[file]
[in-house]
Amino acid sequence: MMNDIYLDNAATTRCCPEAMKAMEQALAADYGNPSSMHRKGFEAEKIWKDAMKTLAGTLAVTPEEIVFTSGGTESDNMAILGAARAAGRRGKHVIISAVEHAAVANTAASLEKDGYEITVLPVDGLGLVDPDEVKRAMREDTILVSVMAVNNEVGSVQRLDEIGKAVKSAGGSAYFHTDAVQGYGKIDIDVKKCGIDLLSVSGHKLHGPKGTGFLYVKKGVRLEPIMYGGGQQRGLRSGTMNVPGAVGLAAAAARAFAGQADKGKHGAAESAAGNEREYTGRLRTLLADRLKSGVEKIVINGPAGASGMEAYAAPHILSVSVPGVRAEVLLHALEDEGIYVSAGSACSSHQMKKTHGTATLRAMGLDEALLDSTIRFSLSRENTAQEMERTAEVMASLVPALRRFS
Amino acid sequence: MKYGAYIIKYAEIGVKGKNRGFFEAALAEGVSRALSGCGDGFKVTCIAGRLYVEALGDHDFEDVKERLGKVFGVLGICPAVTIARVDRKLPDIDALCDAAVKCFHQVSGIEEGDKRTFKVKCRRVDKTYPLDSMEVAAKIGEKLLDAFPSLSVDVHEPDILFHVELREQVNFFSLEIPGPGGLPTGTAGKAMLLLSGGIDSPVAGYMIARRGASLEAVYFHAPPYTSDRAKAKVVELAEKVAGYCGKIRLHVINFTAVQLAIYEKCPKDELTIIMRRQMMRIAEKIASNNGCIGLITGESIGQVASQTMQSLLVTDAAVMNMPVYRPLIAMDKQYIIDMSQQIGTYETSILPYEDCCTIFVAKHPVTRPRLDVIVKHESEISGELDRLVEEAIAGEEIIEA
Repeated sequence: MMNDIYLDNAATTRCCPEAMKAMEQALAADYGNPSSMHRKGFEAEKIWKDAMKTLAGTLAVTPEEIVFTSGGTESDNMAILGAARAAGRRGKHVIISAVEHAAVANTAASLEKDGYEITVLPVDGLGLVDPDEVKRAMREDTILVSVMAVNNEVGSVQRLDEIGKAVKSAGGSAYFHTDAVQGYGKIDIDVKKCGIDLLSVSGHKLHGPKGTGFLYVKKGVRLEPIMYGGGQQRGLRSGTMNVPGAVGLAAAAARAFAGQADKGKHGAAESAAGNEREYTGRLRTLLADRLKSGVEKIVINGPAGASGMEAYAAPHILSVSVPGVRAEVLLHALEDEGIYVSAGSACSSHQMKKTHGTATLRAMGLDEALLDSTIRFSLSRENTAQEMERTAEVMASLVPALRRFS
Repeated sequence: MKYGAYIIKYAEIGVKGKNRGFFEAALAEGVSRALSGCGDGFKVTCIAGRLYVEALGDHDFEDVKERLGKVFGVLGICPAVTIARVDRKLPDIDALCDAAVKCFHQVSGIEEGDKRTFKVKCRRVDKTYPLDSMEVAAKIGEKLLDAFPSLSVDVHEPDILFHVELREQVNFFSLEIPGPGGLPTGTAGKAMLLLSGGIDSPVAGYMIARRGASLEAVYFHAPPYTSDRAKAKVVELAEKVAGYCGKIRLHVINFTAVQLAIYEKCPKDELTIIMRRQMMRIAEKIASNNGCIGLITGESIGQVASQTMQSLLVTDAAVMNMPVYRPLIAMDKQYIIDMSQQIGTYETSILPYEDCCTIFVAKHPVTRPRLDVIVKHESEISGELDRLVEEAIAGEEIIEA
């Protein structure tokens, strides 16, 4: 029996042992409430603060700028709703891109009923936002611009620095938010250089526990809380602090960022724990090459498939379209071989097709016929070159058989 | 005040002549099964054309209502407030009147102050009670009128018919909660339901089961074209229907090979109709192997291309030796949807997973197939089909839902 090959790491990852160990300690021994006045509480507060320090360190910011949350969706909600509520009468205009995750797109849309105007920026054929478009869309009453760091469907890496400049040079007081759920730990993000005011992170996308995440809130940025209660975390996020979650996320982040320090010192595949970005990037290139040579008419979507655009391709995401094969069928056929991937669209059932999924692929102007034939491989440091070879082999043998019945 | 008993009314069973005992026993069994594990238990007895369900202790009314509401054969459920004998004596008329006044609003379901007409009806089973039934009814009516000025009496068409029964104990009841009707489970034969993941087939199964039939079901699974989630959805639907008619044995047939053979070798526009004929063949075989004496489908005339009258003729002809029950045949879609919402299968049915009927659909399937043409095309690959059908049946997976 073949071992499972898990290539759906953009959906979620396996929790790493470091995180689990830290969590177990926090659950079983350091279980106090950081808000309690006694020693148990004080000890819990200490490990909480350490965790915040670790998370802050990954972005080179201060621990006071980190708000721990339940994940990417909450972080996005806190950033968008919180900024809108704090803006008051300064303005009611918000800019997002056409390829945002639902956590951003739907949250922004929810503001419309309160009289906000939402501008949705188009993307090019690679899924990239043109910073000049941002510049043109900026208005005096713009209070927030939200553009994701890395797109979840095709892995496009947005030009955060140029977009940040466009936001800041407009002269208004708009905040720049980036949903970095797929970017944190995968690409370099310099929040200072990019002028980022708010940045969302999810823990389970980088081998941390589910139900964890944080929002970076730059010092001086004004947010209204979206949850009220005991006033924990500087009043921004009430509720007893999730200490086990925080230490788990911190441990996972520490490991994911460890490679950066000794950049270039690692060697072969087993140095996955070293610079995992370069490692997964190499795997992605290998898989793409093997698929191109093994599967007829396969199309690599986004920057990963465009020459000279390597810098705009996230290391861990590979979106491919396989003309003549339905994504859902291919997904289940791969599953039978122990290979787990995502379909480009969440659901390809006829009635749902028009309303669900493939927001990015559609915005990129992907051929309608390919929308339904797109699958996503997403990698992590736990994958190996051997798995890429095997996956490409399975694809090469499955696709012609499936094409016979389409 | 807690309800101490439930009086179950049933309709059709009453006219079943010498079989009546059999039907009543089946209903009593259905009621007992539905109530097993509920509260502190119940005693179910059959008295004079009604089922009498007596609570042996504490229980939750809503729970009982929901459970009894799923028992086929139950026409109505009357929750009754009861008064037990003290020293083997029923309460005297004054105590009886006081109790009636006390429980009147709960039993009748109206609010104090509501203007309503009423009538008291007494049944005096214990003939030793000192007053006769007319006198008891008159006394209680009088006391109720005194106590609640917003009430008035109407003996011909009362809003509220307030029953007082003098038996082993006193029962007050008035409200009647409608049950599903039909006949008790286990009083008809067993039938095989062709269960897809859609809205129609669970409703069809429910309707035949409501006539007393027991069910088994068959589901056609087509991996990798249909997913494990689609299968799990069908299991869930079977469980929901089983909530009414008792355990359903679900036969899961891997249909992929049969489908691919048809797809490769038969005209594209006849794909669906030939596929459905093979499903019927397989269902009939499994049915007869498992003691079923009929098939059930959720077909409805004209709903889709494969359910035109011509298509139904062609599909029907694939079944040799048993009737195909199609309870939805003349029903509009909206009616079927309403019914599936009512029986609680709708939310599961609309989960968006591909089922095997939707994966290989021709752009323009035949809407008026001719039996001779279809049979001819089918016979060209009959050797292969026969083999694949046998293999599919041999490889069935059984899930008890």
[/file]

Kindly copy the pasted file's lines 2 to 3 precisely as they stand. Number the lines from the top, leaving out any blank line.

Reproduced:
Amino acid sequence: MMNDIYLDNAATTRCCPEAMKAMEQALAADYGNPSSMHRKGFEAEKIWKDAMKTLAGTLAVTPEEIVFTSGGTESDNMAILGAARAAGRRGKHVIISAVEHAAVANTAASLEKDGYEITVLPVDGLGLVDPDEVKRAMREDTILVSVMAVNNEVGSVQRLDEIGKAVKSAGGSAYFHTDAVQGYGKIDIDVKKCGIDLLSVSGHKLHGPKGTGFLYVKKGVRLEPIMYGGGQQRGLRSGTMNVPGAVGLAAAAARAFAGQADKGKHGAAESAAGNEREYTGRLRTLLADRLKSGVEKIVINGPAGASGMEAYAAPHILSVSVPGVRAEVLLHALEDEGIYVSAGSACSSHQMKKTHGTATLRAMGLDEALLDSTIRFSLSRENTAQEMERTAEVMASLVPALRRFS
Amino acid sequence: MKYGAYIIKYAEIGVKGKNRGFFEAALAEGVSRALSGCGDGFKVTCIAGRLYVEALGDHDFEDVKERLGKVFGVLGICPAVTIARVDRKLPDIDALCDAAVKCFHQVSGIEEGDKRTFKVKCRRVDKTYPLDSMEVAAKIGEKLLDAFPSLSVDVHEPDILFHVELREQVNFFSLEIPGPGGLPTGTAGKAMLLLSGGIDSPVAGYMIARRGASLEAVYFHAPPYTSDRAKAKVVELAEKVAGYCGKIRLHVINFTAVQLAIYEKCPKDELTIIMRRQMMRIAEKIASNNGCIGLITGESIGQVASQTMQSLLVTDAAVMNMPVYRPLIAMDKQYIIDMSQQIGTYETSILPYEDCCTIFVAKHPVTRPRLDVIVKHESEISGELDRLVEEAIAGEEIIEA